Happy again: Michael Musumeci’s win over depression between the 2017 and 2018 BJJ Worlds

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Musumeci attacks João Miyao’s foot for gold at the 2017 Worlds. Beatriz Lina

The Copacabana room at the JW Marriott hotel, on the Rio de Janeiro waterfront, usually houses chairs, a bunch of jackets and slides for business meetings. At the beginning of December, however, it was with mats, dozens of bottles of water and cupts of yerba mate, as well as the beautiful view of the beach. The GRACIEMAG team arrived at the hotel in the final moments of the no-gi class taught by Caio Terra to the more than 60 students of their camp, practitioners and competitors from the USA, Japan and Russia.

Apart from the main teacher, lessons were also given by Kim Land, Rudson Mateus, and a certain featherweight that walked through the corners of the mat. Less-trained eyes would surely miss the sitting two-time world champion Michael Musumeci, with his reserved ways.

With a wave, our reporter tried to get a chat going. Musumeci gave us nothing, but after replacing his pair of glasses, he was nicer. “I did not see you!” said the short-sighted Musumeci apologetically.

Musumeci takes Caio Terra’s back in training to demonstrate the efficiency of the berimbolo. Photo: Carlos Arthur Jr.

Currently 22 years old, Musumeci (Muzumichi is how it’s pronounced) has long been chasing the dream of being a Jiu-Jitsu world champion. His journey began in 2012 with the first gold in the blue belt, and every subsequent year he was at the top of the podium — until, in 2017, the American got tangled up with João Miyao to win the World Championship as a black belt. What is the best moment of his life? Actually, no.

“I did not feel happy or fulfilled,” said Musumeci, to the astonishment of those who listened. “I worked hard to get there that day, since I was 12 years old, and I did not enjoy it, I was not happy, I got it and I thought, what I do with my life now, I had so much in my head and just like that it was the end. One week after the World Cup I had no desire to do anything else, to train or wear the gi, I was depressed, I thought I was never going to compete again. It was very traumatic. I’m introverted, I had never done a super-fight, and all the spotlights on me at that moment, they brought me a bad feeling.”

“But it all changed as soon as I talked to Caio and other close people,” he says. “I put it into my head that I would train for fun only, without the pressure of competing or winning. go to church and train to have fun. My nervousness is gone and I have become a much better athlete.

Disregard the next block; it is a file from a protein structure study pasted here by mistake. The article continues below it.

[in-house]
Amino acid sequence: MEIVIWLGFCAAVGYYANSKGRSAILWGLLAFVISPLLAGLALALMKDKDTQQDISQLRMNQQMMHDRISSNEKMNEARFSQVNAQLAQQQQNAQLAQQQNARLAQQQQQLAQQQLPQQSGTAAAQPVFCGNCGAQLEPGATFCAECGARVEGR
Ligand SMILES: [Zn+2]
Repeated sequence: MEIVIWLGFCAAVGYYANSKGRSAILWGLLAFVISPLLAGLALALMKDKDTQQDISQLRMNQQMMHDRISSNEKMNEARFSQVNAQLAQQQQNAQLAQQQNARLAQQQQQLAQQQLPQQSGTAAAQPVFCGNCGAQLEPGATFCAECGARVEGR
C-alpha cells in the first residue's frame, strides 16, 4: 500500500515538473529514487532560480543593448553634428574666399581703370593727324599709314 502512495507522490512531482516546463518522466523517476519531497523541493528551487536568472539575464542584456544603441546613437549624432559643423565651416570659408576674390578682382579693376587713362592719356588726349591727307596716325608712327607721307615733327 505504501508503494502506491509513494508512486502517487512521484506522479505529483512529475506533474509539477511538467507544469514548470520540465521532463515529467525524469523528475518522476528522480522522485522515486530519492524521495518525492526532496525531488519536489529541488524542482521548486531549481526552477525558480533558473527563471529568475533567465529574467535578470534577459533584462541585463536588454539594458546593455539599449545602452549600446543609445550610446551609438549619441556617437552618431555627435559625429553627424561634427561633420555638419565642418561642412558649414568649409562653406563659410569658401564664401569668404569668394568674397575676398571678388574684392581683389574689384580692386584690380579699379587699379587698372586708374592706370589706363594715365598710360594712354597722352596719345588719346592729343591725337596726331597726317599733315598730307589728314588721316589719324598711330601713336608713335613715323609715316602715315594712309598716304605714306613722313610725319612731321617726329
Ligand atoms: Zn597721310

“If you look at my two versions of the title, in 2017 and 2018, they are two different athletes. In 2017 I was serious, stiff. So nervous that I could hardly think or enjoy it, I just do not say it was the worst tournament of my life because I I won. At the Worlds this year I was calm, smiling, I was having fun, I put it on my head that if it was to win or lose I wanted to have fun without pressure. And it was the best tournament of my life.

“In the final against Ary Farias, for example, my mind was disconnected. I was not there, it was like I was watching from the stands. When I returned to consciousness I was on Ary’s back. I did not know how I had done that, I felt I could get the finish, there were three minutes left on the clock, but I wanted to take advantage of that moment that I had not had in 2017. It was very cool.”

After remembering with affection the moments from the 2018 Worlds, our team went to lunch with Musumeci, Caio, Rudson and the athletes of the camp. For Musumeci, nothing but rice, beans and farofa, in two deep dishes, with few pieces of meat. “I’m only eating this for a week, I love rice and beans, and incredible as it may seem, I lost four pounds!” The food in Brazil is very healthy, unlike processed foods in the U.S. Açaí as well — it’s the best in the world!”

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